A new clinical practice guideline developed by the American Academy of Sleep Medicine provides recommendations for the treatment of central disorders of hypersomnolence. These sleep disorders cause excessive sleepiness despite a sufficient amount of nocturnal sleep.

The guideline, available online as an accepted paper in the Journal of Clinical Sleep Medicine, provides recommendations to guide clinicians in choosing a prescription medication to treat disorders such as narcolepsy, idiopathic hypersomnia, and Kleine-Levin Syndrome. Twenty of the recommendations address medications for adult patients, including two new narcolepsy treatments—solriamfetol and pitolisant—approved in 2019 by the United States Food and Drug Administration (FDA). Two additional recommendations address medications for the treatment of narcolepsy in pediatric patients, including sodium oxybate, approved by the FDA in 2018 for use in children who are at least 7 years of age.

“Central disorders of hypersomnolence are rare neurological disorders that can affect safety, work, or school functioning, and social relationships due to crippling daytime sleepiness, fatigue, and impaired attention,” says Kiran Maski, MD, MPH, chair of the AASM task force and a pediatric neurologist and sleep medicine physician at Boston Children’s Hospital, in a release. “The AASM guideline will help clinicians determine the best treatment options for their patients to improve excessive daytime sleepiness, disease severity, and quality of life.”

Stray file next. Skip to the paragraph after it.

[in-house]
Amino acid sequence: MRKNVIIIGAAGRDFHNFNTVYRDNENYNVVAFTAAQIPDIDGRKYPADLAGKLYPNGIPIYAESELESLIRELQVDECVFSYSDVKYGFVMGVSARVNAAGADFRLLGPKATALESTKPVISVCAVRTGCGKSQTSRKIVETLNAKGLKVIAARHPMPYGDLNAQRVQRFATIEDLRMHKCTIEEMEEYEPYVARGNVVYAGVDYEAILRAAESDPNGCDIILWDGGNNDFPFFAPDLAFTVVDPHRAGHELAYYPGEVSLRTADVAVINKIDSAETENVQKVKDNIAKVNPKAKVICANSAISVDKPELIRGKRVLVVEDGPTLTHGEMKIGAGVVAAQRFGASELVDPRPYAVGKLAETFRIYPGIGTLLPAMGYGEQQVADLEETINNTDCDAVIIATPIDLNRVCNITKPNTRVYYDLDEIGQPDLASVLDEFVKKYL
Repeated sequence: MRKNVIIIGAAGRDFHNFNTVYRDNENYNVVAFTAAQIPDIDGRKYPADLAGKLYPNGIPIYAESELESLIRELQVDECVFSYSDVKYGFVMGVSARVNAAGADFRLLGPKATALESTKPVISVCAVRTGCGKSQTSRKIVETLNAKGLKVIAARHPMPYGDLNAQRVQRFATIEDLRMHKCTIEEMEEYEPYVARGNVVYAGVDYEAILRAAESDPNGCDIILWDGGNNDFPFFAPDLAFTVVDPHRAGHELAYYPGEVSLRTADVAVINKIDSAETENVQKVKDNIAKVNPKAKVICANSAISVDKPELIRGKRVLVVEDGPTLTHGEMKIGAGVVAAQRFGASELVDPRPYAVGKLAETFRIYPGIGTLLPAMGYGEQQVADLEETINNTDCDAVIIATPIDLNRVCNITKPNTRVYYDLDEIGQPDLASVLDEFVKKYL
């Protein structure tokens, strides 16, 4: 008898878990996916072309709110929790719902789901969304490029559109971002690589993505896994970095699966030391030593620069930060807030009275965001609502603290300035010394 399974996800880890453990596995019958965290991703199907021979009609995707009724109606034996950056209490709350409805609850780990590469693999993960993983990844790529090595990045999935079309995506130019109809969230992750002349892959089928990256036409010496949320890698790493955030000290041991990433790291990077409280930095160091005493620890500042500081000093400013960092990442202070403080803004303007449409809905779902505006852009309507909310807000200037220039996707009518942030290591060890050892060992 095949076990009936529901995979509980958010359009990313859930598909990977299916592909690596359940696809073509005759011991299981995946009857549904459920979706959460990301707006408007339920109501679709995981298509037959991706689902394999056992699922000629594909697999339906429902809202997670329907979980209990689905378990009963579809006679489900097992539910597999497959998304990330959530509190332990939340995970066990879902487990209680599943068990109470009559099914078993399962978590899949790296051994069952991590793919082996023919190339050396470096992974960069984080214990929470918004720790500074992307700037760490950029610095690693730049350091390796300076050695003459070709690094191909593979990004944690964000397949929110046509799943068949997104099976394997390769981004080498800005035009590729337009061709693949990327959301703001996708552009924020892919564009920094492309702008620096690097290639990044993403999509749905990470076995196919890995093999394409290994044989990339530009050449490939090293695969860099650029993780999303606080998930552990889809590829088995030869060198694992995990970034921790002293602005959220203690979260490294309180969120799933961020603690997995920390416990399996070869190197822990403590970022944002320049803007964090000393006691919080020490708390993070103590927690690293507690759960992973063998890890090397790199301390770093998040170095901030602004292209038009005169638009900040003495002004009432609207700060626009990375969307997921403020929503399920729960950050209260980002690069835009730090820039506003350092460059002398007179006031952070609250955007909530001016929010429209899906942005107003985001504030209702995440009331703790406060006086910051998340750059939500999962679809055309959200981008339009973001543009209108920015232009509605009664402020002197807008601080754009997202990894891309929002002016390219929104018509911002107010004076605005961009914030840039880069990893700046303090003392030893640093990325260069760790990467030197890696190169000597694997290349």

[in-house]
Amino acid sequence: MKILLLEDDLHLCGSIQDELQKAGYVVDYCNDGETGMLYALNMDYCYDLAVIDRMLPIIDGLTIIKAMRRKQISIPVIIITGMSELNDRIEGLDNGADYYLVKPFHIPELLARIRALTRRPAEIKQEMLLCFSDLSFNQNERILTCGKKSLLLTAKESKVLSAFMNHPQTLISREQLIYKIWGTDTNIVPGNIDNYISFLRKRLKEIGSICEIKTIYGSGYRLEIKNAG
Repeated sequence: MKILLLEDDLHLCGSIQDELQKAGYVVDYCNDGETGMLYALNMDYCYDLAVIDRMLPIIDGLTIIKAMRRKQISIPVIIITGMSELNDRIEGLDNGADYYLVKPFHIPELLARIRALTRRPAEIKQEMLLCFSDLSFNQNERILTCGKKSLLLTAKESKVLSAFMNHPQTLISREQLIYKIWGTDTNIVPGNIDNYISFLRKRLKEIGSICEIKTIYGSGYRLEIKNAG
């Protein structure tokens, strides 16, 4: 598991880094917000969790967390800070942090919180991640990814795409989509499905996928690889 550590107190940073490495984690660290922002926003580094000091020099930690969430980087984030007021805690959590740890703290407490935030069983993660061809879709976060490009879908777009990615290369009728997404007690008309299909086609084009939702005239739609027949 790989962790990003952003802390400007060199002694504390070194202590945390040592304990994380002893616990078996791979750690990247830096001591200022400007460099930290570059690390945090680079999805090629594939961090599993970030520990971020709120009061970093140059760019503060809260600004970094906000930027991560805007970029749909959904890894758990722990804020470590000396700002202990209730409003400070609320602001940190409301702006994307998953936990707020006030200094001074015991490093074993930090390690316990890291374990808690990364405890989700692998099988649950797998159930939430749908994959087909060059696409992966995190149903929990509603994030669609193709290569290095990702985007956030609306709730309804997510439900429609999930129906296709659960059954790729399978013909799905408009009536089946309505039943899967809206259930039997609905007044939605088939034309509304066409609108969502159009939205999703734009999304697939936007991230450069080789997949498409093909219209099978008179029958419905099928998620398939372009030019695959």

The guideline was developed by an expert task force and approved by the AASM board of directors. The process included a systematic literature review, meta-analyses, and assessment of the evidence using the GRADE methodology. A draft of the guideline was made available for public comment.

The recommendations are based on the clinical significance of the outcomes and an overall assessment of the quality of evidence, beneficial and harmful effects, patient values and preferences, and resource use. The interventions are compared to no treatment. A “strong” recommendation indicates that most patients would benefit from the treatment. A “conditional” recommendation reflects a lower degree of certainty due to the strength of the evidence but still indicates a majority of patients would benefit from the treatment. The ultimate judgment regarding any specific treatment must be made by the treating clinician and the patient, taking into consideration the individual circumstances of the patient, available treatment options, and resources.

“Medications shouldn’t be the one and only treatment for hypersomnolence,” Maski says. She advises clinicians to consider additional nonpharmacologic measures as part of the treatment plan, including sleep hygiene, work/school accommodations, and cognitive behavioral therapy.

The guideline was endorsed by the Child Neurology Society, Hypersomnia Foundation, Narcolepsy Network, Project Sleep, and Wake Up Narcolepsy, and it was affirmed by the American Academy of Neurology.

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